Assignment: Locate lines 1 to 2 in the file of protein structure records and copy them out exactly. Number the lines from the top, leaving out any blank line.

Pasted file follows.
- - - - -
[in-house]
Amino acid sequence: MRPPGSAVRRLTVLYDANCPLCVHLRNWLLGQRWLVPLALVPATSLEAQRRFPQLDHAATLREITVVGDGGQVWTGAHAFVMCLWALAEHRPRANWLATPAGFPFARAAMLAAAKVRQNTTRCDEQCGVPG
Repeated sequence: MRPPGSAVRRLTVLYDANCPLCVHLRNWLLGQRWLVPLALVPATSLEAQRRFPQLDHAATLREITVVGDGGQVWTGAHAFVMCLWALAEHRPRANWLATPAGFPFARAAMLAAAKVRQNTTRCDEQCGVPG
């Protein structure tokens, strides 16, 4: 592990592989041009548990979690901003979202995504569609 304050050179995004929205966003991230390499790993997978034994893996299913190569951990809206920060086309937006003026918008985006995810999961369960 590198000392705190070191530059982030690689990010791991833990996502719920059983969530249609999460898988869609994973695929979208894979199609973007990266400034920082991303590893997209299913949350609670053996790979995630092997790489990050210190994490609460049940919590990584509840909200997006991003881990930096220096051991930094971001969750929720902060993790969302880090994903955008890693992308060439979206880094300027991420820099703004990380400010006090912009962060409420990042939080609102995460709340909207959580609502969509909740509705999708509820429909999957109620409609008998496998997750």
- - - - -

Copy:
[in-house]
Amino acid sequence: MRPPGSAVRRLTVLYDANCPLCVHLRNWLLGQRWLVPLALVPATSLEAQRRFPQLDHAATLREITVVGDGGQVWTGAHAFVMCLWALAEHRPRANWLATPAGFPFARAAMLAAAKVRQNTTRCDEQCGVPG